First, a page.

Metro and State
Day lauds unity of all people
San Antonio Express-News
Web Posted : 07/07/2002 12:00 AM
San Antonians of all faiths and ethnic backgrounds gathered Saturday to celebrate their common humanity that transcends all differences.
"Really, our differences are superficial. In essence we are all the same," said Omar Shakir, Imam of Masjid Bilal, a mosque in San Antonio, who attended Race Unity Day 2002. "I think this speaks to the unity of the human family, and I think that is important."
San Antonio's fifth annual Race Unity event, organized by the Baha'i community of San Antonio, was held at Villita Assembly Building. It drew a thin crowd of about 100 early Saturday, but organizers expected between 800 and 1,000 participants to stroll through by the end of the day.
As performers from country singers to Polynesian dancers took the stage, the audience drank Mexican aguas frescas and ate pork tacos from Hawaii, popusas from El Salvador, lamb pulao from Pakistan, and fried beef jerky from Vietnam.
Renée Park, whose parents moved to San Antonio from Hawaii, said she hoped the event's festive, diverse atmosphere can envelop the city year-round, not just for a day.
"San Antonio is so diverse, so many cultures," she said. "Look at all these cultures here, all together, just hanging out, having a good time."
Park, who along with members of the Hula Halau Ohana Elikapeka dance group performed at Race Unity, said the event not only helps others learn about Polynesian culture but also teaches their children about their own roots.
"They are so far away from home," she said. "Some of the little ones haven't even been to their homelands."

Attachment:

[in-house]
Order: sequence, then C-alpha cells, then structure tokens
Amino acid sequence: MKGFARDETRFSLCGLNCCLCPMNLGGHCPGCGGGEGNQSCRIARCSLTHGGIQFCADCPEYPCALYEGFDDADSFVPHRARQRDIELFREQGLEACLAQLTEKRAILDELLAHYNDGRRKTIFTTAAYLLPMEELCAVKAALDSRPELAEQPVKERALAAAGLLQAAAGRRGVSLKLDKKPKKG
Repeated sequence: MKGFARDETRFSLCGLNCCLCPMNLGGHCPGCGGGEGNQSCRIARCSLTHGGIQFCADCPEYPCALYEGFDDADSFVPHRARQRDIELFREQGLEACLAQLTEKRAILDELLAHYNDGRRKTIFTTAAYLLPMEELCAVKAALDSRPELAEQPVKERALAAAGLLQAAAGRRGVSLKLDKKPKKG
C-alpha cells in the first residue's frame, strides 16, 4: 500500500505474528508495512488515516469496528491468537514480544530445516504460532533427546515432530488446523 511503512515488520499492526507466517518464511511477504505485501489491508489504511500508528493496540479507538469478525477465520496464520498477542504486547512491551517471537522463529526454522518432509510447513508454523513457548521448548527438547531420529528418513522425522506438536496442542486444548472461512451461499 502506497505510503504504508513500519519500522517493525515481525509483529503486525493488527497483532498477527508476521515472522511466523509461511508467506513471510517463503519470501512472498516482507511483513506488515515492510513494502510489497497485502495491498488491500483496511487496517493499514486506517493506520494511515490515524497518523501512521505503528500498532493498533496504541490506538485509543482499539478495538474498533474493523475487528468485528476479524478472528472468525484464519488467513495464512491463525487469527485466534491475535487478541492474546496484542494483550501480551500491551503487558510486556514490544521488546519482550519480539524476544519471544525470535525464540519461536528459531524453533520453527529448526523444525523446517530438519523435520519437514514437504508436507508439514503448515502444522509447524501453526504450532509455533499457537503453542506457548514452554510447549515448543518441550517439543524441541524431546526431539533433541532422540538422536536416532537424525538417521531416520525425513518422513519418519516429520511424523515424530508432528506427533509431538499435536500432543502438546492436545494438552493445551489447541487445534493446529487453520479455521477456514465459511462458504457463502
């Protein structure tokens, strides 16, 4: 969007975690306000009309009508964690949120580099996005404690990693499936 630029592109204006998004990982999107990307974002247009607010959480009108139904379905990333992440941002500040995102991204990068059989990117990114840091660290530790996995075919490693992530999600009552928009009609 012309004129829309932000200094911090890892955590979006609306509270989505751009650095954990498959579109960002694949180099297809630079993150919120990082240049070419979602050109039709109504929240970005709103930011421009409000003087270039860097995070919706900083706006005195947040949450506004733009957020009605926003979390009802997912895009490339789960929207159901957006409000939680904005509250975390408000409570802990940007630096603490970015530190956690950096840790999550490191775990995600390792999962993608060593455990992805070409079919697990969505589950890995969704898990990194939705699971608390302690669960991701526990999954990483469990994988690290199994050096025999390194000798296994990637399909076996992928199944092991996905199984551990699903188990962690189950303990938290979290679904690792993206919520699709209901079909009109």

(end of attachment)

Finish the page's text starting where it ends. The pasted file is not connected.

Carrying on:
Neera Satsangi agreed. Her daughter Nancy, 13, was one of the girls from the Arathi School of Indian Dance who performed at the event. In one performance, the troupe danced to a song about the Hindu god Krishna; in another, the song told a story about young girls going to the river to fetch water for their homes.
The National Spiritual Assembly of the Baha'i faith established a national Race Unity Day in 1957 to improve race relations.
"We don't focus on religion," said Winifred Barnum-Newman, executive director of the event. "I don't want people to associate it with any one religion. It's about unity."
After Sept. 11, Sarwat Husain, who is originally from Pakistani, said she felt an obligation to teach others about Muslims and help erase stereotypes about her community.
"We have to go out and show, 'Well you think we are different, but we are just like you,'" she said, adding that people of all backgrounds have the same responsibility. "If we want our children to understand each other, we should bring them out."
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